These scenes are old memories that continue to haunt the character of Isaac, who served eight and a half years after the scandal broke and then became a professional gambler, calling himself William Tell. Years before assuming this amusing pseudonym, he was a soldier stationed at Abu Ghraib, where he took part in the torture and interrogation of prisoners. He was eventually court-martialled and imprisoned in Leavenworth, a much nicer prison than the last garrison; behind bars, he found strange comfort reading books, broadening his mind and learning to count cards. Now that he’s back on the outside, William spends his days going from casino to casino, playing just smart enough to win a relatively handsome sum but not too much to attract the attention of the casino management. This routine suits him and keeps him busy. Of course, his demons have not left him, but he keeps them at bay with this internal distraction.



Isaac is at the top…


Schrader’s story, however, seeks to lure these demons back out into the open, to take his antihero, who is struggling with serious conflicts, through his own intensely personal yet strangely familiar crossroads. Like some of the filmmaker’s other charismatically brooding sinners – Willem Dafoe’s crisis-stricken drug dealer in A Light Dream or Ethan Hawke’s equally remorseful pastor in The Apostate – William likes to sit alone in his room at night, sipping a glass of booze and pouring his dark thoughts into a handwritten journal, from which he reads a few helpful, explanatory passages.

But for all the apparent similarities, William is fundamentally different – thanks to one of Oscar Isaac’s richest, most subtle performances, for which he deserves an Oscar. (Nomen est omen…) Tell is only on the surface an infinitely calm, stoic figure who never shows his cards; at other times, when he is in despair or forced to step out of his comfort zone and deal with his emotions, he is most often a desperate or frightening, aggressive figure. Still, he shows his emotional, romantic, or empathetic side in certain scenes. And what is particularly impressive about Isaac’s performance is his portrayal of the different layers of his state of mind and the process of gradually shedding them.



…and Dafoe is again haunting


Dafoe is barely on screen, but every second of his illuminated portrait is haunting, a marriage of sight and stillness that suggests something profoundly evil and sinister. And Sheridan is utterly convincing as the desperate, initially vengeful, but still at heart aimless, naive kid. He’s a genuinely tragic and heartbreaking character – who hasn’t really thought through the possible price he might pay if he goes through with his revenge. The only character who stands out a little at first is Tiffany Haddish, a businesswoman in the casino world. She doesn’t always fit in well with the character development of the other two characters. She is calculating at first and later becomes more attached to the two men, but it is only towards the very end of the film that we understand what she is doing in this story.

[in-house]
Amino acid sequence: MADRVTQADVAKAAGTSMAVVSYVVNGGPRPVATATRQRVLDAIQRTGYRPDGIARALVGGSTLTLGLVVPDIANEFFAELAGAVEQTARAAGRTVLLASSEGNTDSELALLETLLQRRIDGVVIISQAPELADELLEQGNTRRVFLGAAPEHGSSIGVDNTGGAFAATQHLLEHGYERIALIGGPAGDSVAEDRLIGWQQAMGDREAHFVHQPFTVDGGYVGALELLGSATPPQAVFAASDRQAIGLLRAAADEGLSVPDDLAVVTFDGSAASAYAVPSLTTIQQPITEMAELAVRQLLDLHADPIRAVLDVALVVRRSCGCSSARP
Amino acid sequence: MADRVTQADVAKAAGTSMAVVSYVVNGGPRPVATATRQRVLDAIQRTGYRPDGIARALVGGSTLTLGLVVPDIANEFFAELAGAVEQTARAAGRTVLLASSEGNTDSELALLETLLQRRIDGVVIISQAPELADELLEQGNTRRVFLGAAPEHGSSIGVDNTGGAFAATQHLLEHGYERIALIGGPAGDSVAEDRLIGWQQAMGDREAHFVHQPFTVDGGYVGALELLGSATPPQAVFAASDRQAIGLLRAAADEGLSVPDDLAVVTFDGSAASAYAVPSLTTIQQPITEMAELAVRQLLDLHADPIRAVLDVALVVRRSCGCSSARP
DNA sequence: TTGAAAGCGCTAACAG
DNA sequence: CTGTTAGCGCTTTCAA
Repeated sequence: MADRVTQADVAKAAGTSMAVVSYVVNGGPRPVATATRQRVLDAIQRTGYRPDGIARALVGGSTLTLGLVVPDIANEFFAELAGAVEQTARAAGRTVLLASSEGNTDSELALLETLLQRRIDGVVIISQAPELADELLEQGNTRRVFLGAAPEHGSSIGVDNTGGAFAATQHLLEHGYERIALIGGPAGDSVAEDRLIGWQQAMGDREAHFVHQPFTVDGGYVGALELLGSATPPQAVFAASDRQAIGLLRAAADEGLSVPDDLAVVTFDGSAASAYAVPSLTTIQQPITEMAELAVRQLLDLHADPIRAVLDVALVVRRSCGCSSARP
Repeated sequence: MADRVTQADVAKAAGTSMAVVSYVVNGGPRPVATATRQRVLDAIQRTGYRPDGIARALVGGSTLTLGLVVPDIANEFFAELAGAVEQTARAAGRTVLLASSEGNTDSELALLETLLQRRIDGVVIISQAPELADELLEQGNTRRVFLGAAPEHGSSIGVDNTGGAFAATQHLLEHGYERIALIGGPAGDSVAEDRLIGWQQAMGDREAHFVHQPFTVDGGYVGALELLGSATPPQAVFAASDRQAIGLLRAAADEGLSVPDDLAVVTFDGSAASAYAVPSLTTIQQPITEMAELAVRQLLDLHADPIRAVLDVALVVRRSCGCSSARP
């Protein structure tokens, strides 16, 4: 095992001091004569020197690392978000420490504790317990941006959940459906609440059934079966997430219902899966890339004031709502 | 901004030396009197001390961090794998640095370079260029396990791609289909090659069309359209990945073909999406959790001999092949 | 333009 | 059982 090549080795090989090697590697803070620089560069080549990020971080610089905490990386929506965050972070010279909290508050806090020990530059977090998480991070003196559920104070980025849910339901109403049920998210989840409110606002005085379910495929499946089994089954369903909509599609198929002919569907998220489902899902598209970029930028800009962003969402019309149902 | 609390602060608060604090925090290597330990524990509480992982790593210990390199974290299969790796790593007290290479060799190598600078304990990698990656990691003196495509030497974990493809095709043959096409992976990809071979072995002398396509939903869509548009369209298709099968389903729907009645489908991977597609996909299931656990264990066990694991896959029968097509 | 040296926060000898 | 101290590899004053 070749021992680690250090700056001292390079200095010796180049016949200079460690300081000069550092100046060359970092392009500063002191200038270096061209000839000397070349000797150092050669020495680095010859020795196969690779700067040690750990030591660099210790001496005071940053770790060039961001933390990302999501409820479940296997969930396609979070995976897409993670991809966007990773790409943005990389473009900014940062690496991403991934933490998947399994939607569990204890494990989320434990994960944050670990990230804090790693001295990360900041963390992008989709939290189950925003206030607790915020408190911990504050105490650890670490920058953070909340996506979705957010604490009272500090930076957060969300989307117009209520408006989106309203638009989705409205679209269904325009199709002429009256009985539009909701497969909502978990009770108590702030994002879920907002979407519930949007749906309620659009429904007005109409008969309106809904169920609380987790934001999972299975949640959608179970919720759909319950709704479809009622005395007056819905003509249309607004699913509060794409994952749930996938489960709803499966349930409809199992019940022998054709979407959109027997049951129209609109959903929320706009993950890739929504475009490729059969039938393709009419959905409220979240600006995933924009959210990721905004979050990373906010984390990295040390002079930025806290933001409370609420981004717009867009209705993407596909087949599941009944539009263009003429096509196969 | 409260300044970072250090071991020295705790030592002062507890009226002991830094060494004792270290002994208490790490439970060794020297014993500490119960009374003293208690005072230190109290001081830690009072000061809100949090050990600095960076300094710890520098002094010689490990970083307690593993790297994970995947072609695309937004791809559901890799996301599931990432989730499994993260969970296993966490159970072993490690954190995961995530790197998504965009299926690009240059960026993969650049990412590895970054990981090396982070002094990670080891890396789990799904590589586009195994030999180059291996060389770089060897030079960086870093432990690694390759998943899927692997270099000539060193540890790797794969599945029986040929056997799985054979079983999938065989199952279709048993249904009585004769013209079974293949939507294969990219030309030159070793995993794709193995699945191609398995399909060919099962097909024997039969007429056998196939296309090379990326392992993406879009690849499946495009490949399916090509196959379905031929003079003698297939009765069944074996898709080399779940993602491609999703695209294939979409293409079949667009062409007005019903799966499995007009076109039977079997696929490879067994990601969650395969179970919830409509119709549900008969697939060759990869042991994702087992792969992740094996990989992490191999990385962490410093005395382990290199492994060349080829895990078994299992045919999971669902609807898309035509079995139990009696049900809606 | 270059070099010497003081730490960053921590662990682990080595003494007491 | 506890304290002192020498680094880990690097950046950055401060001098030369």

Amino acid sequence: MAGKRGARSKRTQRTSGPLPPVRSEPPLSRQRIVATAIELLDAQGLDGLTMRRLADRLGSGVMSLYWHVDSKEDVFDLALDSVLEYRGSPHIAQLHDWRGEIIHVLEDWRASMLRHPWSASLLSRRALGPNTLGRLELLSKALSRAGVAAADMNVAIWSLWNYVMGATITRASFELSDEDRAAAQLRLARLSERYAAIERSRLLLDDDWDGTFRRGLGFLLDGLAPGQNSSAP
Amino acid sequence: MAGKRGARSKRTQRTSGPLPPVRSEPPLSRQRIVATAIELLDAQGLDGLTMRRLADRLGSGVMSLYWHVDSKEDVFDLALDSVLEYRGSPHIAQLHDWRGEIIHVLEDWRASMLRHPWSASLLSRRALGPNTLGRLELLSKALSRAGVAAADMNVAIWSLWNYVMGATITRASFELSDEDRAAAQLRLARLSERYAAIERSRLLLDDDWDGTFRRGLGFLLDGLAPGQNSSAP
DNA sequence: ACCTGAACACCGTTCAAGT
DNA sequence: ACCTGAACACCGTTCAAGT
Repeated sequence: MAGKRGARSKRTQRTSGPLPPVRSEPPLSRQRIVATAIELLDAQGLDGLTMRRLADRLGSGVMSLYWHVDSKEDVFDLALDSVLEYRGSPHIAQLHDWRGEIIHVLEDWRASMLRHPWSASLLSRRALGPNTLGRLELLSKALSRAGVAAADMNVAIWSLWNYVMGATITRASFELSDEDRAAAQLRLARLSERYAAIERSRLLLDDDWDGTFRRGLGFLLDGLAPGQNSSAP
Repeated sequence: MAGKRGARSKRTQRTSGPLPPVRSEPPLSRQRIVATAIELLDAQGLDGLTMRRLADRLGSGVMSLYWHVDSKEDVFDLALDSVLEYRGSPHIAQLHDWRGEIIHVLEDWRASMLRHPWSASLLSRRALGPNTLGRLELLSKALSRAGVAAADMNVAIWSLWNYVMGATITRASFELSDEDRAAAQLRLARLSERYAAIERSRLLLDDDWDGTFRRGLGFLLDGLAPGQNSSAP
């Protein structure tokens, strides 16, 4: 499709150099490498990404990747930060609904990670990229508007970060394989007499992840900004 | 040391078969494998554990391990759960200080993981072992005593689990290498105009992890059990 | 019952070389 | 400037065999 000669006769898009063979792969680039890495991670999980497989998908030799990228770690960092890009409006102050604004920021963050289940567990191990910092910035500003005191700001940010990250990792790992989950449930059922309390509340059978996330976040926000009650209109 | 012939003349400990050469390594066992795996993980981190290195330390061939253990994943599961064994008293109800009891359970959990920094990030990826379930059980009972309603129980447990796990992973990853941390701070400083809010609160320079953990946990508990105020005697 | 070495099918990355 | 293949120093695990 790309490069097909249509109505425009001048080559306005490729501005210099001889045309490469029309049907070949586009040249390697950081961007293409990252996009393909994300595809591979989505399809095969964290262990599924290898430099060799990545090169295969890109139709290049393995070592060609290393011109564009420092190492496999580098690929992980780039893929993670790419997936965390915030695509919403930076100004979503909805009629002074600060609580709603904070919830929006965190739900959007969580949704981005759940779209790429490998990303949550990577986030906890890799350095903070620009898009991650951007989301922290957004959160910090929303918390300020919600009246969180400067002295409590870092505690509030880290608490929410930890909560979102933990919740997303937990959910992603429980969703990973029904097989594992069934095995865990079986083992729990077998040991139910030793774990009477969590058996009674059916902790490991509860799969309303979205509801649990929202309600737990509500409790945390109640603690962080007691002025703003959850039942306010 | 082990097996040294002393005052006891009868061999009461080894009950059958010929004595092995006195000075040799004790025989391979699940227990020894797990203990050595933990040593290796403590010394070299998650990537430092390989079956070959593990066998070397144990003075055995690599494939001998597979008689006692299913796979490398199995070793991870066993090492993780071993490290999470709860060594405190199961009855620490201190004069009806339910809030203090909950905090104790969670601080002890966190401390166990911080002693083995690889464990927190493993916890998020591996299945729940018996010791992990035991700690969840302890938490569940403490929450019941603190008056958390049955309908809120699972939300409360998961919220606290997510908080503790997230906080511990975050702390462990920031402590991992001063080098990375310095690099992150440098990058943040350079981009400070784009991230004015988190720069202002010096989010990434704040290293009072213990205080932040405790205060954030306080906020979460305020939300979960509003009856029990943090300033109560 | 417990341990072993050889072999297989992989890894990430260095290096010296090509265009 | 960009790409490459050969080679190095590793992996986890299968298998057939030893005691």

It is also worth mentioning the extremely atmospheric music score by Giancarlo Vulcano and Robert Levon Been (Black Rebel Motorcycle Club), which adds a lot to the already great atmosphere of the film.

The Card Counter may not be for everyone, but if you are willing to immerse yourself in this unique, slow-building film drama about a guilt-ridden card player struggling with his inner demons, starring Oscar Isaac in an incredibly professional performance, you will be in for a hypnotic, hypnotic, both shocking and thought-provoking cinematic experience with an extraordinary story.



The Card Counter

Direction - 9.2
Actors - 9.4
Story - 9.2
Visuals/Music/Sounds - 9.6
Ambience - 9.5



The Card Counter may not be for everyone, but if you are willing to immerse yourself in this unique, slow-building film drama about a guilt-ridden card player struggling with his inner demons, starring Oscar Isaac in an incredibly professional performance, you will be in for a hypnotic, hypnotic, both shocking and thought-provoking cinematic experience with an extraordinary story.

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BadSector is a seasoned journalist for more than twenty years. He communicates in English, Hungarian and French. He worked for several gaming magazines – including the Hungarian GameStar, where he worked 8 years as editor. (For our office address, email and phone number check out our impressum)